Sen. Cruz Cosponsors Bipartisan Senate Bill to Help Families of First Responders Lost to COVID-19 Access Public Service Benefits
May 5, 2020
WASHINGTON, D.C - As America's first responders face perils on the front lines of the coronavirus pandemic, a bipartisan group of senators is working to ensure families of public safety officers lost to COVID-19 can quickly access survivor benefits. U.S. Sen. Ted Cruz (R-Texas) joined Sens. Chuck Grassley (R-Iowa) and Cory Booker (D-N.J.) in introducing the Safeguarding America's First Responders Act (SAFR) that clarifies the certification requirements for survivor benefits under the Public Safety Officers Benefits Program to account for the unique challenges presented by the pandemic. Joining Sens. Cruz, Grassley and Booker in the legislation are Sens. Dianne Feinstein (D-Calif.), Thom Tillis (R-N.C.), Chris Coons (D-Del.), Steve Daines (R-Mont.), Kirsten Gillibrand (D-N.Y.), Rick Scott (R-Fla.), Bob Menendez (D-N.J.), and Kelly Loeffler (R-Ga.).
"Our first responders are on the frontlines of this pandemic, putting their own lives at risk every day to protect others. Many of them have made the ultimate sacrifice as a result of this crisis - and so have their families," Sen. Cruz said. "This bipartisan legislation allows affected families to get the benefits they deserve as we work to ultimately defeat this deadly virus."
"America's first responders are on the front lines in the fight against the pandemic, and sadly, some have already contracted the disease and died while working to keep our communities healthy and safe, Sen. Grassley said. "Their loss is not only emotionally devastating, but it also means lost wages in an economically challenging time. The government already provides payments to families of officers or first responders who die from a work-related event, but this bipartisan bill recognizes the unique challenges posed by this pandemic and better ensures that public safety officers' families can quickly access the financial help they've been promised."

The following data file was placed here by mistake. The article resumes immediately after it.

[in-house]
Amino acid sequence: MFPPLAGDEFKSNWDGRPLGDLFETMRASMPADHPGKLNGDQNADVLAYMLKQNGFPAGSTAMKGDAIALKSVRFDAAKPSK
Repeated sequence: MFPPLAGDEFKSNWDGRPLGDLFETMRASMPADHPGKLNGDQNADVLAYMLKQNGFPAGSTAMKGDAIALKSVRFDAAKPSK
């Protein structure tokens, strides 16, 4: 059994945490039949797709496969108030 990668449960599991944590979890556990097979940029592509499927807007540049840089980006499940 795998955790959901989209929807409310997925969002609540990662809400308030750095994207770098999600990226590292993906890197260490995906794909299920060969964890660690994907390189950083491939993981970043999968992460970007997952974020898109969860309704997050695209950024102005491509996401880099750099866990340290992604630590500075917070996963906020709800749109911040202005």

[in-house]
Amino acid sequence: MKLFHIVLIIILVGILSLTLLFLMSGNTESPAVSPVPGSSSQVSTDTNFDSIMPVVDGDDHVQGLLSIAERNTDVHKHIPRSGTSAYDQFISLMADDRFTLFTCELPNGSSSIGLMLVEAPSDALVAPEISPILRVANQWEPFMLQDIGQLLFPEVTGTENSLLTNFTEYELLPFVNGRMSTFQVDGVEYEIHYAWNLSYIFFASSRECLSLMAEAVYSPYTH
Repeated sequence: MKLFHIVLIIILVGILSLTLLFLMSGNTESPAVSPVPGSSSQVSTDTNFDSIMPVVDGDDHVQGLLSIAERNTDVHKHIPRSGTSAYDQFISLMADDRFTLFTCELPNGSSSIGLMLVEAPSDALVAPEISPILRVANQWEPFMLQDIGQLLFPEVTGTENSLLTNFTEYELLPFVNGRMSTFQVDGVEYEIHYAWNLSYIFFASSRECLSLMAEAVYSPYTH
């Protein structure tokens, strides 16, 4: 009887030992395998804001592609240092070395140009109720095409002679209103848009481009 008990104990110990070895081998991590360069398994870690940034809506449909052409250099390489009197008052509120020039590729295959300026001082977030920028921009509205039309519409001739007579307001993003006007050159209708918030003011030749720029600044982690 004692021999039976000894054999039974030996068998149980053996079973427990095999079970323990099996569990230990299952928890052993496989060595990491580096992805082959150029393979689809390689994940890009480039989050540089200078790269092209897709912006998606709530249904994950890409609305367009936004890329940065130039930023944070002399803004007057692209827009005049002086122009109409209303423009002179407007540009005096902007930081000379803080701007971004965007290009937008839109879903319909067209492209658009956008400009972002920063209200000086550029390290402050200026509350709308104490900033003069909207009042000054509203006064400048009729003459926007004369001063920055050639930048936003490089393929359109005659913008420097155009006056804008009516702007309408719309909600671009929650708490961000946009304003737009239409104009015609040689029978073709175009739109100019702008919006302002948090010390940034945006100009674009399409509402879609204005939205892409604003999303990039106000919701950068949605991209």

"Our first responder risk their lives each day to protect us from the threat of COVID-19, and many have already made the ultimate sacrifice," Sen. Booker said. "There must be no question that our country will support their families when the unthinkable happens. Our bipartisan legislation will make certain that the families of these heroes get the benefits they are rightfully owed."
The Public Safety Officers Benefits Program, administered by the Justice Department, provides death benefits to survivors of police officers and first responders who perish in the line of duty or as the result of a work-related event. The program requires evidence linking deaths caused by an infectious disease to work-related activity. In many cases, the origin of an infection can be easily identified, but determining where and when someone contracts COVID-19 in the midst of a global pandemic presents a unique challenge.
SAFR works to overcome this challenge by establishing a temporary presumption that COVID-19 infections will be considered to be contracted while on duty if diagnosed within 45 days of an officer's last shift. The legislation ensures that families of officers and first responders lost while fighting the pandemic don't face unnecessary barriers to benefits they've already been promised. The legislation is endorsed by the Fraternal Order of Police, National Association of Police Organizations, Federal Law Enforcement Officer Association, the International Association of Fire Fighters, the International Association of Fire Chiefs, the Sergeants Benevolent Association of New York and the National Association of School Resource Officers.